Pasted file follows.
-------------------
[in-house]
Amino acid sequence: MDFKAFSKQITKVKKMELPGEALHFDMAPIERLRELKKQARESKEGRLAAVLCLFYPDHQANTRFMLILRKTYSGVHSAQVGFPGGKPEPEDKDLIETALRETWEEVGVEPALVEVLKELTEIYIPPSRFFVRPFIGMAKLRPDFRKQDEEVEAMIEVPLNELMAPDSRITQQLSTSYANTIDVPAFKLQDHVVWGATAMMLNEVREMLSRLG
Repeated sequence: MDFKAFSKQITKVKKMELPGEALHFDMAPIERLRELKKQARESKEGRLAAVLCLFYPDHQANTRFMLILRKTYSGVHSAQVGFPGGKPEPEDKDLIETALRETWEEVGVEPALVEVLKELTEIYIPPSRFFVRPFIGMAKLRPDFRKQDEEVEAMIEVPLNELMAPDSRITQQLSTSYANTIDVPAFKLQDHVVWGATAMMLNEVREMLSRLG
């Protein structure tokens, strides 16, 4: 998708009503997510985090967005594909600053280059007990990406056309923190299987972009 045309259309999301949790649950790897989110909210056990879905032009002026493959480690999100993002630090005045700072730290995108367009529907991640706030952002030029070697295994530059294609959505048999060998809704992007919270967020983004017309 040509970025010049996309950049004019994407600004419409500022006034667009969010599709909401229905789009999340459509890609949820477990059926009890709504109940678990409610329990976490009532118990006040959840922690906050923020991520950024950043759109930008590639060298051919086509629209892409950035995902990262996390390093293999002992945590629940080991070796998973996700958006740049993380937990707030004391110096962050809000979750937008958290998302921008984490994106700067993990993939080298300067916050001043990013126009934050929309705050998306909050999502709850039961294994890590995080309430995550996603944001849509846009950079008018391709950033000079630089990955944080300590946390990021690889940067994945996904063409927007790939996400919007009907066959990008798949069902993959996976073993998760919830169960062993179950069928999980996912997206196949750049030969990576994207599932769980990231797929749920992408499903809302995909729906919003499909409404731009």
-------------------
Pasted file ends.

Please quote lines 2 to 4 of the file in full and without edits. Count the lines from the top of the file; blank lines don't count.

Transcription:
Amino acid sequence: MDFKAFSKQITKVKKMELPGEALHFDMAPIERLRELKKQARESKEGRLAAVLCLFYPDHQANTRFMLILRKTYSGVHSAQVGFPGGKPEPEDKDLIETALRETWEEVGVEPALVEVLKELTEIYIPPSRFFVRPFIGMAKLRPDFRKQDEEVEAMIEVPLNELMAPDSRITQQLSTSYANTIDVPAFKLQDHVVWGATAMMLNEVREMLSRLG
Repeated sequence: MDFKAFSKQITKVKKMELPGEALHFDMAPIERLRELKKQARESKEGRLAAVLCLFYPDHQANTRFMLILRKTYSGVHSAQVGFPGGKPEPEDKDLIETALRETWEEVGVEPALVEVLKELTEIYIPPSRFFVRPFIGMAKLRPDFRKQDEEVEAMIEVPLNELMAPDSRITQQLSTSYANTIDVPAFKLQDHVVWGATAMMLNEVREMLSRLG
């Protein structure tokens, strides 16, 4: 998708009503997510985090967005594909600053280059007990990406056309923190299987972009 045309259309999301949790649950790897989110909210056990879905032009002026493959480690999100993002630090005045700072730290995108367009529907991640706030952002030029070697295994530059294609959505048999060998809704992007919270967020983004017309 040509970025010049996309950049004019994407600004419409500022006034667009969010599709909401229905789009999340459509890609949820477990059926009890709504109940678990409610329990976490009532118990006040959840922690906050923020991520950024950043759109930008590639060298051919086509629209892409950035995902990262996390390093293999002992945590629940080991070796998973996700958006740049993380937990707030004391110096962050809000979750937008958290998302921008984490994106700067993990993939080298300067916050001043990013126009934050929309705050998306909050999502709850039961294994890590995080309430995550996603944001849509846009950079008018391709950033000079630089990955944080300590946390990021690889940067994945996904063409927007790939996400919007009907066959990008798949069902993959996976073993998760919830169960062993179950069928999980996912997206196949750049030969990576994207599932769980990231797929749920992408499903809302995909729906919003499909409404731009």